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10 pages, 1070 KiB  
Article
Quality and Nutraceutical Features of Cicer arietinum L. Stored under Nitrogen Atmosphere
Seeds 2024, 3(1), 16-25; https://doi.org/10.3390/seeds3010002 - 21 Dec 2023
Viewed by 444
Abstract
Cicer arietinum L. (chickpea, or garbanzo bean) is one of the most consumed legumes worldwide. It is a rich source of carbohydrates, proteins, fibers, minerals and vitamins with very low cholesterol. From a nutritional point of view, despite the low content of fats, [...] Read more.
Cicer arietinum L. (chickpea, or garbanzo bean) is one of the most consumed legumes worldwide. It is a rich source of carbohydrates, proteins, fibers, minerals and vitamins with very low cholesterol. From a nutritional point of view, despite the low content of fats, the seeds contain various unsaturated acids, such as linoleic and oleic acids, as well as bioactive compounds, like antioxidants, with reactive oxygen species-scavenging activities. It is known that long periods of storage can drastically affect the preservation of these compounds in seeds. For this reason, in the last few years, different methods have been tested with the aim of increasing the shelf life of economically relevant beans, seeds and cereals. A promising and eco-friendly alternative to traditional storage is the use of a controlled atmosphere, represented by N2-pressurized silos. The present study aims at evaluating the content of different compounds, e.g., fatty acids, proteins, vitamins, and molecules of nutraceutical interest, in chickpeas stored at ambient temperature in N2-pressurized silos (98.5 ± 0.5% (v/v)) and control ones (standard storage) in long-term kinetics (1 year). The results show the stable content of most compounds during the kinetics. However, vitamin E decreased in samples stored under both standard and controlled atmosphere conditions, with a more pronounced and significant decrease under standard conditions as compared to the controlled atmosphere. Additionally, samples stored under a controlled atmosphere show a total higher content of quinic, indole butyric and benzoic acid, as well as their derivates. Full article
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13 pages, 1424 KiB  
Article
Seaweed Extract Components Are Correlated with the Seeds Germination and Growth of Tomato Seedlings
Seeds 2023, 2(4), 436-448; https://doi.org/10.3390/seeds2040033 - 22 Nov 2023
Viewed by 769
Abstract
Seaweeds are used in traditional agriculture practices because of their beneficial effects. Recently, the rising demand for organically grown foods has amplified the use of organic fertilizers such as seaweed extracts. Despite their beneficial effects, few studies have reported information about compounds in [...] Read more.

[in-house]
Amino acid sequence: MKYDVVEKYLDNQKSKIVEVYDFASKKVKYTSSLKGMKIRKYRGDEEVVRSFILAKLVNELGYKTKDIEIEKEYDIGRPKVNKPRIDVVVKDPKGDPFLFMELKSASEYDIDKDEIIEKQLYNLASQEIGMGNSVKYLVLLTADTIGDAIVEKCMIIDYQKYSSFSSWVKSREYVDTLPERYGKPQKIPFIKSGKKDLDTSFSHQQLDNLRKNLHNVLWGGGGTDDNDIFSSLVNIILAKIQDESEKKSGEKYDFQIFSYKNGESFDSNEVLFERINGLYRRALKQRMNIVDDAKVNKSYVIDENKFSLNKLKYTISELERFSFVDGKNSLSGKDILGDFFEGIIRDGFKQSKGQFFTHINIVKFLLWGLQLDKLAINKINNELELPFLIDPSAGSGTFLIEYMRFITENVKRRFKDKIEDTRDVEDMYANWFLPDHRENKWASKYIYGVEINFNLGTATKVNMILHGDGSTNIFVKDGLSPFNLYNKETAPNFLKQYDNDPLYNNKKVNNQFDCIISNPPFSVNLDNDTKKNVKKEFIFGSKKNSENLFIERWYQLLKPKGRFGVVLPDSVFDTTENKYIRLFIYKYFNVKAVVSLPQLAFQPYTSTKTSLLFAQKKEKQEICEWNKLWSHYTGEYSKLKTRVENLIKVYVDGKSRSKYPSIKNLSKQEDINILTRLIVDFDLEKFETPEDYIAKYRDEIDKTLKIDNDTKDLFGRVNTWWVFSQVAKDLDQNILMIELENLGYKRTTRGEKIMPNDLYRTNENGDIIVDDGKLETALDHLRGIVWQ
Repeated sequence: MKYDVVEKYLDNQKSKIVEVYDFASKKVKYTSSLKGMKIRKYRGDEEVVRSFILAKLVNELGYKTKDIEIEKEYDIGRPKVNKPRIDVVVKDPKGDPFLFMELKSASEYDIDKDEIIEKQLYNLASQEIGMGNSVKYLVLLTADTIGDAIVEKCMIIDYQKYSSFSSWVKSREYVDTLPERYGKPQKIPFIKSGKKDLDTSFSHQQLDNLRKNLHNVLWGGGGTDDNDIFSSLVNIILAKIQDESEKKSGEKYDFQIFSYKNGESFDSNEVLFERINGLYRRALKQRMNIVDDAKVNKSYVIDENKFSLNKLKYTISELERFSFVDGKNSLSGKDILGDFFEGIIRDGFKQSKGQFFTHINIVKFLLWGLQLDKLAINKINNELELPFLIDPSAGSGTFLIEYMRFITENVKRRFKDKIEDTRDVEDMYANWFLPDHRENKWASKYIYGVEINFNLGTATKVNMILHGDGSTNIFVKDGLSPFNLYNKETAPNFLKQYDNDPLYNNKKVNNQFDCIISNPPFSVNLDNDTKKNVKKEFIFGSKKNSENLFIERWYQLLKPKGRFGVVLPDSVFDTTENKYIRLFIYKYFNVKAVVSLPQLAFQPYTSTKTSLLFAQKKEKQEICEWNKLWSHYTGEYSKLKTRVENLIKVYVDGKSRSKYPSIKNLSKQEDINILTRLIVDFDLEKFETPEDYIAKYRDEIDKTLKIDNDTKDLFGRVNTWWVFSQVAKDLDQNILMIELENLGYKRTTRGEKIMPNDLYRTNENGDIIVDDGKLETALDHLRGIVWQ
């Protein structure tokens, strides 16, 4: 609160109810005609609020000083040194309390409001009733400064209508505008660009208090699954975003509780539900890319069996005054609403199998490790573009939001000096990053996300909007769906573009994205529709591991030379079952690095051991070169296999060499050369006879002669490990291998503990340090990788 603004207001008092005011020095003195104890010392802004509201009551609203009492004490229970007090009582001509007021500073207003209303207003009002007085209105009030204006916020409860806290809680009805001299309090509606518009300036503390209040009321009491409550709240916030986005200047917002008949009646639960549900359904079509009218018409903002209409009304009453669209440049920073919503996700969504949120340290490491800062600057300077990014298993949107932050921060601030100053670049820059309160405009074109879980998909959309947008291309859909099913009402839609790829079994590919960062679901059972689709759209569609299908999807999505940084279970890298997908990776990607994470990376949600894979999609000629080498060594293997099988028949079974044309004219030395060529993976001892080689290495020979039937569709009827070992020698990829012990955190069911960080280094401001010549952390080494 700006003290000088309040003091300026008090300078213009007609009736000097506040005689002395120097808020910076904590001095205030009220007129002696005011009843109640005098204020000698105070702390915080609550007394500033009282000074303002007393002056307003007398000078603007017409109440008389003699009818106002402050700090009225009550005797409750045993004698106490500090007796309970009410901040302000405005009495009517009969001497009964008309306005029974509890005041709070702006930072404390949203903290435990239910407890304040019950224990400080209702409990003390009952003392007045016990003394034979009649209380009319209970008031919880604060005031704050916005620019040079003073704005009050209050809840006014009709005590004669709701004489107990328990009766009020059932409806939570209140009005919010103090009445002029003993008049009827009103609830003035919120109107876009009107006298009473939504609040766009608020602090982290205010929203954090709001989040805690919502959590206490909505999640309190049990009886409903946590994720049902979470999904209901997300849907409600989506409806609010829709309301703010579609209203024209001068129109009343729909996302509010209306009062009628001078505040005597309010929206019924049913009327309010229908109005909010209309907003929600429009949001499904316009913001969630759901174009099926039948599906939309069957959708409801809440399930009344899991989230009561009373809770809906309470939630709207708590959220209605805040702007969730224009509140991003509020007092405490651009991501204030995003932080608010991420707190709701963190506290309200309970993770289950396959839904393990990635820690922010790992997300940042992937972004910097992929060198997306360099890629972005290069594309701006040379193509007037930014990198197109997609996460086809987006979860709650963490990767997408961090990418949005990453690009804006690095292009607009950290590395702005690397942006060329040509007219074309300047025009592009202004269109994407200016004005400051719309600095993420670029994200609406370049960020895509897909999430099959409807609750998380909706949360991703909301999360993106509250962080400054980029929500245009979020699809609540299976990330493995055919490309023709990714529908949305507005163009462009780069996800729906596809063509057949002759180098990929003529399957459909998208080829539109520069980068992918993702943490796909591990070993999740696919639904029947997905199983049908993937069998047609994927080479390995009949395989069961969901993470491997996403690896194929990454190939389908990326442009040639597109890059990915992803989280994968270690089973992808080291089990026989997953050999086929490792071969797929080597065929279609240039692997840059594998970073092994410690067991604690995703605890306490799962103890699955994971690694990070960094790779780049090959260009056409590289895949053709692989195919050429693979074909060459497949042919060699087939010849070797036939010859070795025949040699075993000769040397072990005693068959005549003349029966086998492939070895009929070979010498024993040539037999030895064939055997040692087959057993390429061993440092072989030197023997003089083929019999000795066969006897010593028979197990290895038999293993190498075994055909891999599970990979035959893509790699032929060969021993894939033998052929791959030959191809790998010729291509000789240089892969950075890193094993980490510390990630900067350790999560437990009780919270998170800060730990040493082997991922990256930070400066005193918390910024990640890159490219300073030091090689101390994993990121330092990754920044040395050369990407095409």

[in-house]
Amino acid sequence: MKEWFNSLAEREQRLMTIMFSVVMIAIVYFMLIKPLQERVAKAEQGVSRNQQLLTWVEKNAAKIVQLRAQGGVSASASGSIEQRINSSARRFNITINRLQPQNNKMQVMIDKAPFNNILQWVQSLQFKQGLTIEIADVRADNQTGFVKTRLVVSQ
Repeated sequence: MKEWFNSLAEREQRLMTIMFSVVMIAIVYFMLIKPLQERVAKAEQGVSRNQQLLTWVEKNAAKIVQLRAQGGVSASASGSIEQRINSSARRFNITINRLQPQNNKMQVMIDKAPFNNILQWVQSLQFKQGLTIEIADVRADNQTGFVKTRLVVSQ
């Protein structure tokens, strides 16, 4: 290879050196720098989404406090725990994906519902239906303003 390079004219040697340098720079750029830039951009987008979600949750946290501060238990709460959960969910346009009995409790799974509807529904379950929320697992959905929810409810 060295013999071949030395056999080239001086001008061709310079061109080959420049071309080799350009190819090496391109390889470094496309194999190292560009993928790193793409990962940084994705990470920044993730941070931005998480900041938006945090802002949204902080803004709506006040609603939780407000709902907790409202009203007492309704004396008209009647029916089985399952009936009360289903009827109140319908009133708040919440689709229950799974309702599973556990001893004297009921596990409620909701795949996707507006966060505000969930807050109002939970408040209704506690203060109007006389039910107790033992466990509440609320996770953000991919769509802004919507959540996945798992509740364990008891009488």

Seaweeds are used in traditional agriculture practices because of their beneficial effects. Recently, the rising demand for organically grown foods has amplified the use of organic fertilizers such as seaweed extracts. Despite their beneficial effects, few studies have reported information about compounds in seaweed extracts that are responsible for these benefits. Thus, the aim of this study was to evaluate the potential relationships between the components and secondary metabolites in four seaweed liquid extracts from Eisenia arborea, Macrocystis pyrifera, Padina caulescens, and Sargassum horridum and their biostimulant activity through changes in the germination, growth, and protein content of tomato seedlings (Solanum lycopersicum). The E. arborea and S. horridum extracts showed similar compositions (ash, organic carbon, bicarbonates, and chlorides), minerals (Ca, Fe, and Cu) and secondary metabolites (triterpenes and saponins), albeit with different component concentrations. The chemical composition of the P. caulescens extract was significantly different from those of the other extracts; it was characterized by high levels of total nitrogen, phenols, and carbohydrates. Almost all seaweed extracts had beneficial effects on seed germination and seedling length, except the S. horridum extract that inhibits germination. The hierarchical clustering plots and principal component analysis indicated that germination and protein content are related to the presence of sterol. Shoot length was closely related to mineral levels (K, Zn, B, Na) and the C:N ratio, whereas radicle length was closely related to the content of nitrogen, carbohydrates, phenols, and flavonoids in the seaweed extracts. However, the underlying mechanisms are still unclear and require further studies. Full article